1:49am
mortgage of fraud would be one. and the -- turning to the issues related to terrorism and counter terrorism. for the boston bombing, the first thing was to catch the bad guys. so there had to be a tremendous mobilization of law enforcement, which meant the f.b.i. was involved. on my first questions, i'm sure your first questions, the agents on the ground and the boston law enforcement was, number one, are they -- is this it? are they planning more attacks around boston? who are these people? are they part of a larger conspiracy, perhaps connected to al qaeda or al qaeda inspired? is the conspiracy in boston?
1:50am
is it going to occur in other parts of the united states? there were other marathons coming up. there was other international marathons coming up, i think it was the london marathon. so the f.b.i. had a major role. one, all the resources, technical as well as law enforcement, but also your role, i'm sure was called up to function internationally about nationally was going this going to be part of a larger threat? we don't want to go around canceling events and canceling marathons or whatever, etc. my question was everything had to be -- you can't dial up an agent. the reaction -- in other words in order to be effective you have to have the right agents in the right place doing the right
1:51am
thing with the right relationships. correct? >> yes. >> relationships are developed over time and if these agents are furloughed or if there is a hiring freeze it would have an impact on it, am i correct? >> absolutely. >> what would have happened in boston if we were under a furlough? there are many things that work very well in boston and there's airs that -- areas that require us to go look at it again. >> if we were furloughed people would have been there even if they did not get paid. if you look at, if you're familiar with the incident down in alabama. it is having our persons negotiaters working with the sheriff and the district
1:52am
attorney down there and the hostage rescue team are bringing the important throments that particular case. that is not one we could have prepared for. the shooting in aurora, colorado. when i went out afterwards and talked to the chief and the special agent in charge, they told me a we did so well on this case because we trained so well before. if you talk to the chief of police at the boston police department or the massachusetts state patrol or state police they will tell you that is the working together on the joint terrorism task forces that kicked into place when that happened on that monday. kudos to the first responders from boston to boston police and others that were responsible for security.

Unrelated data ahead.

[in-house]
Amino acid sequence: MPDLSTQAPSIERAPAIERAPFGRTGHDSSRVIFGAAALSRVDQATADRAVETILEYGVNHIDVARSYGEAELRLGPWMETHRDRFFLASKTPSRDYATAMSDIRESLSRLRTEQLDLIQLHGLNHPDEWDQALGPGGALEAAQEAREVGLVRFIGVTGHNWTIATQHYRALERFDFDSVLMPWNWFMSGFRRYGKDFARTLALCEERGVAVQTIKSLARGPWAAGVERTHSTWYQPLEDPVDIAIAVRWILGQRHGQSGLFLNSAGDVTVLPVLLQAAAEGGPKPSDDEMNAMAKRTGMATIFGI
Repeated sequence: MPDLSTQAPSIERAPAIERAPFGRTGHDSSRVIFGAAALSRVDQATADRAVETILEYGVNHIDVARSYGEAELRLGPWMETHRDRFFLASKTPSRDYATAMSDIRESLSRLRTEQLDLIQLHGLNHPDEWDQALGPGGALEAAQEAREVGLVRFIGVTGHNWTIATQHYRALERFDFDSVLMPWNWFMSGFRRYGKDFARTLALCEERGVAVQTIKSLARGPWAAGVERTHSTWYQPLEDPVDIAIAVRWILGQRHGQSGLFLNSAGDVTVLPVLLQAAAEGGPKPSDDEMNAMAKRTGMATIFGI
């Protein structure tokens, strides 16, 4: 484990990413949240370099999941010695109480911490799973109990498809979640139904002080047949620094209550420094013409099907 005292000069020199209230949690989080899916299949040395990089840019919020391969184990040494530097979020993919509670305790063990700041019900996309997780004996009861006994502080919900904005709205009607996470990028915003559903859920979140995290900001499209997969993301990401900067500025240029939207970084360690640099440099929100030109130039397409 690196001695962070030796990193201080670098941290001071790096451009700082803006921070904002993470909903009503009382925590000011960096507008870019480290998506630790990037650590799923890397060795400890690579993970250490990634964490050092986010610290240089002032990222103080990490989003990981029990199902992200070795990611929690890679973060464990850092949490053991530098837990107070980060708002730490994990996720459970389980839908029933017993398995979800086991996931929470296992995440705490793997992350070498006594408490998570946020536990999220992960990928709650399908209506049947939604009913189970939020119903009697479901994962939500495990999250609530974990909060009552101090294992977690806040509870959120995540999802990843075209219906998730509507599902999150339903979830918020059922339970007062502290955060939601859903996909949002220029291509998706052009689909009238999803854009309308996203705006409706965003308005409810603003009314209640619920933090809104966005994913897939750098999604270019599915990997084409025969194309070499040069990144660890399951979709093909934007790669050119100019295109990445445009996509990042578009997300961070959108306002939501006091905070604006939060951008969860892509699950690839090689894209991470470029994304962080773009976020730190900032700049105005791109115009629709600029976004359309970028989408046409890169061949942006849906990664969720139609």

1:53am
they ran towards the danger and did not run away. together, we're remarkable and the capabilities and the success they had in serving persons' lives. it is developing those relationships before something like this happens is instrumental. when you have sequestration, when you have the budget cuts we do, what gets cut is training. training develops relationships and enables you to respond effectively to something like boston. >> this take knows the prevention part of it. recall, when we were facing the sniper situation here in the north creap region and the work of the f.b.i. and a.t.f. and the -- north capital region and the work of the f.b.i. and a.t.f. and the work with local law enforcement and the fantastic job that was done.
1:54am
we didn't have to nationalize it. it involved two states and multiple counties and the way everybody worked together and i had the chance to observe it very up close and personal. it was an amazing effort of coordination. everybody was best at what they were best at, best at what they were needed for. ultimately, it was the federal agentcies that had the sources that we could identify it. so let's go -- this will be something we'll go into our classified area, which is the resources to prevent these. i think we'll save those for the classified hearing. but before i go, i just want to before we recess. when we think about where the f.b.i. was on september 10, 2001 and where we are today, it has
1:55am
been a remarkable transformation. it has occurred under your leadership, a phenomenal feat. you are to be commended. since 9/11, could you estimate how many terrorist attacks the f.b.i. has this warded? -- has thwarted? >> i would say over the last three or four years, it is close to 100 terrorist attacks. individuals who were thinking about or involved with or otherwise and that is just over the last four years. it depends on your definition of a terrorist attack. in the last three to four years at least, we've disrupted anywhere between 90-100 attack. >> each one of those would have caused casualties, would have had a massive impact on the economy.
1:56am
>> there's others that i could not go as far to say that because that was others who provide support but that is not the person who punches the button. i'm sorry, those figures are fairly accurate. >> senator, we were about to recess and go into the closed hearings. >> yes, ma'am. i will ask my questions there. i just want to thank you for your service, again director for all you've done. i know you work really hard to keep us safe so thank you. >> thank you, sir. >> we're going to encourage the other senators to go to the other meeting. this committee will recess and we'll reconvene in the visitors' center where we can proceed with
1:57am